Mir-Hossein Mousavi presidential campaign, 2009

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Hope Government
The Green Path of Hope Logo.jpg
Logo
Campaign Iranian presidential election, 2009
Candidate Mir-Hossein Mousavi
Prime Minister of Iran 1981-1989
Affiliation Iranian reform movement
Green Movement
Status Not Won election, 12 June 2009
Headquarters Tehran, Iran
Key people ghorban behzadian nejad (Manager)
Mohammad Khatami
Ali Akbar Mohtashamipur
Zahra Rahnavard
Slogan Mir hossein Mousavi Logo.jpg
Chant 'A progressive Iran with law, justice and freedom'
Website
/ www.kalemeh.ir

Mir-Hossein Mousavi Khameneh (In Persian: میرحسین موسوی خامنه) served as the last Prime Minister of Iran, from 1981 to 1989, before the position of Prime Minister was abolished in the 1989's review of the Iranian constitution. Just before the Islamic Revolution, he and his wife, Zahra Rahnavard moved to the United States of America and came back to Iran right after the establishment of the Islamic Republic of Iran. After they had been admitted to the structure of the government, two of the proponents of the Islamic Republic of Iran, namely, Hassan Ayat [Ph.D. holder] and Abdolhamid Diyalameh [Ph.D. holder and an MP] went to their lengths to remove Mousavi and Rahnavard from the political structure of the government but both were suspiciously martyred. After 20 years of absence from the political scene of Iran, on March 9, 2009 he announced his candidacy in the 2009 Iranian Presidential election.[1]

Past elections[edit]

Mousavi refused to run for President in the 1997 Presidential election, which caused the reformists to turn to Mohammad Khatami, who won a landslide victory. Mousavi's wife, Zahra Rahnavard, explained in an interview that the reason for her husband not running in the 1997 election had been receiving discouraging messages from "the higher officials", a hint possibly at the Supreme Leader Ali Khamenei and/or the then President Akbar Hashemi Rafsanjani.

Mousavi was considered as one of the possible candidates of the reformist alliance to run in the Iranian Presidential election, 2005. However he officially turned down the invitation of a number of parties in the reformist alliance on October 12, 2004, after a meeting with President Mohammad Khatami and the two other high-ranking members of the Association of Combatant Clerics, Mehdi Karroubi and Mohammad Mousavi-Khoiniha.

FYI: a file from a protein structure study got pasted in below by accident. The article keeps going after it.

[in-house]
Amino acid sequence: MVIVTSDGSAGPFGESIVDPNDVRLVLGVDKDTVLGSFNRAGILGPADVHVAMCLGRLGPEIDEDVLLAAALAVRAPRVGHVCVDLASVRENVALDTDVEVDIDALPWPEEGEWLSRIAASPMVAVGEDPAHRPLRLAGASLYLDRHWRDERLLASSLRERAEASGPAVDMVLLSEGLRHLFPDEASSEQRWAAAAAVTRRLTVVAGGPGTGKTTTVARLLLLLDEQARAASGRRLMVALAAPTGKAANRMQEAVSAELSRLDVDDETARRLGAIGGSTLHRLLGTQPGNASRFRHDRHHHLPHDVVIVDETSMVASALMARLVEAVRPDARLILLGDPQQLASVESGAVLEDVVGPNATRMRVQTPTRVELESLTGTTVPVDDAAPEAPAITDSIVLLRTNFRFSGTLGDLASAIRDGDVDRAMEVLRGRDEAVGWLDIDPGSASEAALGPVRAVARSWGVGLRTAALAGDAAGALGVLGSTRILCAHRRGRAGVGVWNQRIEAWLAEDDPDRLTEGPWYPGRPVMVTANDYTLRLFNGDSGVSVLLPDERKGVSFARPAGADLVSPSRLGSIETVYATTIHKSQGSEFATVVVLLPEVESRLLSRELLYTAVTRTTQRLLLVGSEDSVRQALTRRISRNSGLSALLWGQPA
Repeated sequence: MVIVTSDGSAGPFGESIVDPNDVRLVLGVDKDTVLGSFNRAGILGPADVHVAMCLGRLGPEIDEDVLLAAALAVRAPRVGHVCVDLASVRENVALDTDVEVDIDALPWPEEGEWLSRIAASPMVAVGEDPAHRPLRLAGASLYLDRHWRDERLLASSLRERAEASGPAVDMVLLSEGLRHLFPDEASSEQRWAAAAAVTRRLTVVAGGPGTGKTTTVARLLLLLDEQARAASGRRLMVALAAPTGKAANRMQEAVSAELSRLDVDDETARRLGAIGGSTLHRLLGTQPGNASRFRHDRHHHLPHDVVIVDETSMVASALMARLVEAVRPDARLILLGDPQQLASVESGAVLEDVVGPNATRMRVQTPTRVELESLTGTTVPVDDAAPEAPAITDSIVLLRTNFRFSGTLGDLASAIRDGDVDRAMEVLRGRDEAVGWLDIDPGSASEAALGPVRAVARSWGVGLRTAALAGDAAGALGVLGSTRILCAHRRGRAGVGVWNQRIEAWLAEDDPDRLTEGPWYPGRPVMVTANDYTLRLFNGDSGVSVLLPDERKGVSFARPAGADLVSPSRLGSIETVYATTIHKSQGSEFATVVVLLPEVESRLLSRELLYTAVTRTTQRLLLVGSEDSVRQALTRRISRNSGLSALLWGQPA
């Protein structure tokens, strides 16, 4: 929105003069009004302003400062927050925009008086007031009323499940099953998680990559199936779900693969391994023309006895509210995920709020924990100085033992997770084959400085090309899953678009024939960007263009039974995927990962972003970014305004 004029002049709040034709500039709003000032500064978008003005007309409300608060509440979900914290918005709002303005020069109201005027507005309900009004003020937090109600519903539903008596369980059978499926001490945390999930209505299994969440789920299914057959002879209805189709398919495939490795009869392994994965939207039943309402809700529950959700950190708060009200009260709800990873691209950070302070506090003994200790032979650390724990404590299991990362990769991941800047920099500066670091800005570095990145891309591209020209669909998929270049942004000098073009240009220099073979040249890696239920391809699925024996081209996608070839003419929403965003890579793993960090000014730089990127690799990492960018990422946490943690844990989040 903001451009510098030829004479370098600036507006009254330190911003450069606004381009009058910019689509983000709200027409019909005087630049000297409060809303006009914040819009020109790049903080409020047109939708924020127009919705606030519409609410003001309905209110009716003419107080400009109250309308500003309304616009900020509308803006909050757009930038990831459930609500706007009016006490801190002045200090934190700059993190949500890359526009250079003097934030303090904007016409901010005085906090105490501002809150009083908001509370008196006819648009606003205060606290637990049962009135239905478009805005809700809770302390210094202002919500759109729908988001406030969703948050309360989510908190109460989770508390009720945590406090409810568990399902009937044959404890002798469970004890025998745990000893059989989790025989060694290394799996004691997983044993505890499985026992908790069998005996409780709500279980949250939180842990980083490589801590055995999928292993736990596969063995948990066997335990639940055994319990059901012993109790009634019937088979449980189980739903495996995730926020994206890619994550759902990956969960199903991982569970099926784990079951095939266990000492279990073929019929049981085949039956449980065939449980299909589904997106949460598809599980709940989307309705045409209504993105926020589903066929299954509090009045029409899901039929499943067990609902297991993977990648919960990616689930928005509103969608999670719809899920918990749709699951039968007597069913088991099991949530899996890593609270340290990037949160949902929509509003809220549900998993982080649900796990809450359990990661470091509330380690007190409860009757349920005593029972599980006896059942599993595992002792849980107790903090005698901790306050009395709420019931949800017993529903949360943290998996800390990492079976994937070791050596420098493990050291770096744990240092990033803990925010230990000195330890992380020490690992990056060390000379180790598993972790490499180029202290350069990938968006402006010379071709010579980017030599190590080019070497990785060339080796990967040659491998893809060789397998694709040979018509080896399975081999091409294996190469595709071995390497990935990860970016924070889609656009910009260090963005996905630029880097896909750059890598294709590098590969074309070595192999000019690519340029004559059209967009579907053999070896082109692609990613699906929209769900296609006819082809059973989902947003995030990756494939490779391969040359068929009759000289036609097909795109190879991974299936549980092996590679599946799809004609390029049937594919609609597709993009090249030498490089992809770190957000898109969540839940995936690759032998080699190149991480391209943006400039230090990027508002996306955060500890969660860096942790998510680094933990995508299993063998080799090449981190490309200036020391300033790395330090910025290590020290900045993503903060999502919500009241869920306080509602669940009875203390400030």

Campaign news[edit]

Platform[edit]

Mousavi addressing supporters during a presidential campaign stop in Zanjan
Mousavi delivering a speech in Zanjan in Azerbaijani language

Mousavi ran as an independent Principled Reformist candidate.[2] Although he is one of the original founders of the Iranian reformist camp, he shares many principles of the conservatives. Many reformist parties, among them reformist Islamic Iranian Participation Front, whose main candidate was Khatami, have supported his candidacy after the latter withdrew from the race.[3] Many supporters of the reformist movement have however objected to Mousavi's candidacy on the grounds that he is not committed to the principles of the reformist parties.[4] Although Mousavi stated that he was not running as a reformist, he indicated that he welcomed the support of different parties, both reformist and conservative.[5] He started his campaign from the center of the Iranian politics, however over time he shifted more towards the reformist camp by declaring his support for reforms. Although some active members of the conservative camp, such as Emad Afroogh, as well as the conservative newspaper Jomhouri Eslami, supported Mousavi's candidacy, he did not receive the official backing of any major conservative party. His candidacy made it harder for the conservatives to support Mahmoud Ahmadinejad, and large conservative parties, such as the Combatant Clergy Association, did not back the current President for the second term of office.[6]

The BBC reported that Mousavi "called for greater personal freedoms in Iran and criticised the ban on private television channels", but "refused to back down from the country's disputed nuclear programme, saying it is "for peaceful purposes".[7]

On May 30, Mousavi pledged that if elected he would amend "discriminatory and unjust regulations" against women, and take other measures in favour of women's rights and equality.[8]

Iran blocks Facebook[edit]

On May 23, 2009, the Iranian government blocked access to Facebook across the country but lifted the blockage after protests from the public. Gulfnews.com reported that the former move had been a response to the use of Facebook by the candidates running against the incumbent Mr Ahmadinejad; Mousavi has great support by those using social networking sites such as Facebook.[9] PC World reported that Mousavi's Facebook page had more than 6,600 supporters at the time of the writing of the article.[10]

Endorsements[edit]

Election[edit]

According to official results, Mousavi lost the 2009 election. However, accusations of fraud were widespread and the announcement of the results lead to widespread protests. These protest were suppressed by the Iranian government.

References[edit]

External links[edit]